2015-04-11

    Cupriavidus sp. strain UYPR2.512 is an aerobic, motile, Gram-negative, non-spore-forming rod that was isolated from a root nodule of Parapiptadenia rigida grown in soils from a native forest of Uruguay. Here we describe the features of Cupriavidus sp. strain UYPR2.512, together with sequence and annotation. We find the 7,858,949 bp high-quality permanent draft genome is arranged in 365 scaffolds of 369 contigs, contains 7,411 protein-coding genes and 76 RNA-only encoding genes, and is part of the GEBA-RNB project proposal.

  15. Infrastructure opportunities in South America: Energy sector. Export trade information

    SciTech Connect (OSTI)

    1995-06-01

    The report, conducted by CG/LA, Inc., was funded by the U.S. Trade and Development Agency. The report was assembled for the South American Infrastructure Conference held in New Orleans. It contains a regional overview of infrastructure activities in ten countries represented at the conference. Also covered are project listings in five sectors, including Energy, Transportation, Environment, Telecommunications, and Industry. The study covers TDA case studies as well as project financeability. The ten countries covered in the report include the following: Argentina, Bolivia, Brazil, Chile, Colombia, Ecuador, Paraguay, Peru, Uruguay, and Venezuela. This volume focuses on the Energy Sector in South America.

  16. Brazil and the electrical interconnections in the Mercosul Region

    SciTech Connect (OSTI)

    Alqueres, J.L.

    1994-06-01

    This article describes the state of relations among the four countries that form Mercosul, the common market that is being formed by Argentina, Brazil, Paraguay, and Uruguay, and the prospects for expansion of international electric energy commerce and exchanges in that region. The first part presents the main supply facilities already available, including hydroelectric power plants, power stations, frequency conversion stations, and transmission lines. The second part focuses on the status of the Brazilian electric power sector and analyzes some of its features that are considered to be an incentive to the expansion of the electric energy international commerce in the Mercosul region.

  17. High-quality permanent draft genome sequence of the Parapiptadenia rigida-nodulating Burkholderia sp. strain UYPR1.413

    SciTech Connect (OSTI)

    De Meyer, Sofie E.; Fabiano, Elena; Tian, Rui; Van Berkum, Peter; Seshadri, Rekha; Reddy, T. B. K.; Markowitz, Victor; Ivanova, Natalia; Pati, Amrita; Woyke, Tanja; Howieson, John; Kyrpides, Nikos; Reeve, Wayne

    2015-06-04

    We report that Burkholderia sp. strain UYPR1.413 is an aerobic, motile, Gram-negative, non-spore-forming rod that was isolated from a root nodule of Parapiptadenia rigida collected at the Angico plantation, Mandiyu, Uruguay, in December 2006. A survey of symbionts of P. rigida in Uruguay demonstrated that this species is nodulated predominantly by Burkholderia microsymbionts. Moreover, Burkholderia sp. strain UYPR1.413 is a highly efficient nitrogen fixing symbiont with this host. Currently, the only other sequenced isolate to fix with this host is Cupriavidus sp. UYPR2.512. Therefore, Burkholderia sp. strain UYPR1.413 was selected for sequencing on the basis of its environmental and agricultural relevance to issues in global carbon cycling, alternative energy production, and biogeochemical importance, and is part of the GEBA-RNB project. Here we describe the features of Burkholderia sp. strain UYPR1.413, together with sequence and annotation. The 10,373,764 bp high-quality permanent draft genome is arranged in 336 scaffolds of 342 contigs, contains 9759 protein-coding genes and 77 RNA-only encoding genes.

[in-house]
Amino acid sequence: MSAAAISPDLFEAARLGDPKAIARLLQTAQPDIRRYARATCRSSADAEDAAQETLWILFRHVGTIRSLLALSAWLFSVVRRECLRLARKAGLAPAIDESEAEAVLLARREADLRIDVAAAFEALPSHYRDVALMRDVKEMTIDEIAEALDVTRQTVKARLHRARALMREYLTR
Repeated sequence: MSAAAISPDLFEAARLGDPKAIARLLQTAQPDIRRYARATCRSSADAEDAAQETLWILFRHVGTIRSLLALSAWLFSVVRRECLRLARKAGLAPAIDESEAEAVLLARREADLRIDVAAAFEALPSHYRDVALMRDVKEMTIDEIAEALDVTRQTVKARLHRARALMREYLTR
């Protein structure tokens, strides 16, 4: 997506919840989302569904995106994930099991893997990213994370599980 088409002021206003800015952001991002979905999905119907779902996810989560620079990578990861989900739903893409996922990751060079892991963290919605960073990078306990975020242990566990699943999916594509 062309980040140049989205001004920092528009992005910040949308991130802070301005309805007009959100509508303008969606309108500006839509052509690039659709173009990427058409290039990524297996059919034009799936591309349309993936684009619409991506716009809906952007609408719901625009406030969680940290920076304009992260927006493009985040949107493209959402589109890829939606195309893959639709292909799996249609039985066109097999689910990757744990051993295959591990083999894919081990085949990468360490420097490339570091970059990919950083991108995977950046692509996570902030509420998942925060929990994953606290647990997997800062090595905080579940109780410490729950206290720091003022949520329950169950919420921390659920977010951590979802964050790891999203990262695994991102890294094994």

18. High-quality permanent draft genome sequence of the Parapiptadenia rigida-nodulating Burkholderia sp. strain UYPR1.413

    DOE Public Access Gateway for Energy & Science Beta (PAGES Beta)

    De Meyer, Sofie E.; Fabiano, Elena; Tian, Rui; Van Berkum, Peter; Seshadri, Rekha; Reddy, T. B. K.; Markowitz, Victor; Ivanova, Natalia; Pati, Amrita; Woyke, Tanja; et al

    2015-06-04

    We report that Burkholderia sp. strain UYPR1.413 is an aerobic, motile, Gram-negative, non-spore-forming rod that was isolated from a root nodule of Parapiptadenia rigida collected at the Angico plantation, Mandiyu, Uruguay, in December 2006. A survey of symbionts of P. rigida in Uruguay demonstrated that this species is nodulated predominantly by Burkholderia microsymbionts. Moreover, Burkholderia sp. strain UYPR1.413 is a highly efficient nitrogen fixing symbiont with this host. Currently, the only other sequenced isolate to fix with this host is Cupriavidus sp. UYPR2.512. Therefore, Burkholderia sp. strain UYPR1.413 was selected for sequencing on the basis of its environmental and agriculturalmore » relevance to issues in global carbon cycling, alternative energy production, and biogeochemical importance, and is part of the GEBA-RNB project. Here we describe the features of Burkholderia sp. strain UYPR1.413, together with sequence and annotation. The 10,373,764 bp high-quality permanent draft genome is arranged in 336 scaffolds of 342 contigs, contains 9759 protein-coding genes and 77 RNA-only encoding genes.« less

  19. Growing Brazilian demand to spur gas network in South America